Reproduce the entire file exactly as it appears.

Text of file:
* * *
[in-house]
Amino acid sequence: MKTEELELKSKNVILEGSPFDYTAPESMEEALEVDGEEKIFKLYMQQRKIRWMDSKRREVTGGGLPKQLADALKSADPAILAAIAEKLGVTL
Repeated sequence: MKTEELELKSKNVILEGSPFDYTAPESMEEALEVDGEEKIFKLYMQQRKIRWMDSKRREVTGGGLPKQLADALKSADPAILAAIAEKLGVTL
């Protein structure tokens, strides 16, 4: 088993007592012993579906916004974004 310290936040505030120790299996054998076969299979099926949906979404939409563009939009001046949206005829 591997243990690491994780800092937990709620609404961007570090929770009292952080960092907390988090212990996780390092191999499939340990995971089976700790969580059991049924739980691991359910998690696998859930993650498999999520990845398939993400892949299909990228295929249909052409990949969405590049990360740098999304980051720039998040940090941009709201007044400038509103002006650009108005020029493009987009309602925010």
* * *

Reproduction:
[in-house]
Amino acid sequence: MKTEELELKSKNVILEGSPFDYTAPESMEEALEVDGEEKIFKLYMQQRKIRWMDSKRREVTGGGLPKQLADALKSADPAILAAIAEKLGVTL
Repeated sequence: MKTEELELKSKNVILEGSPFDYTAPESMEEALEVDGEEKIFKLYMQQRKIRWMDSKRREVTGGGLPKQLADALKSADPAILAAIAEKLGVTL
């Protein structure tokens, strides 16, 4: 088993007592012993579906916004974004 310290936040505030120790299996054998076969299979099926949906979404939409563009939009001046949206005829 591997243990690491994780800092937990709620609404961007570090929770009292952080960092907390988090212990996780390092191999499939340990995971089976700790969580059991049924739980691991359910998690696998859930993650498999999520990845398939993400892949299909990228295929249909052409990949969405590049990360740098999304980051720039998040940090941009709201007044400038509103002006650009108005020029493009987009309602925010």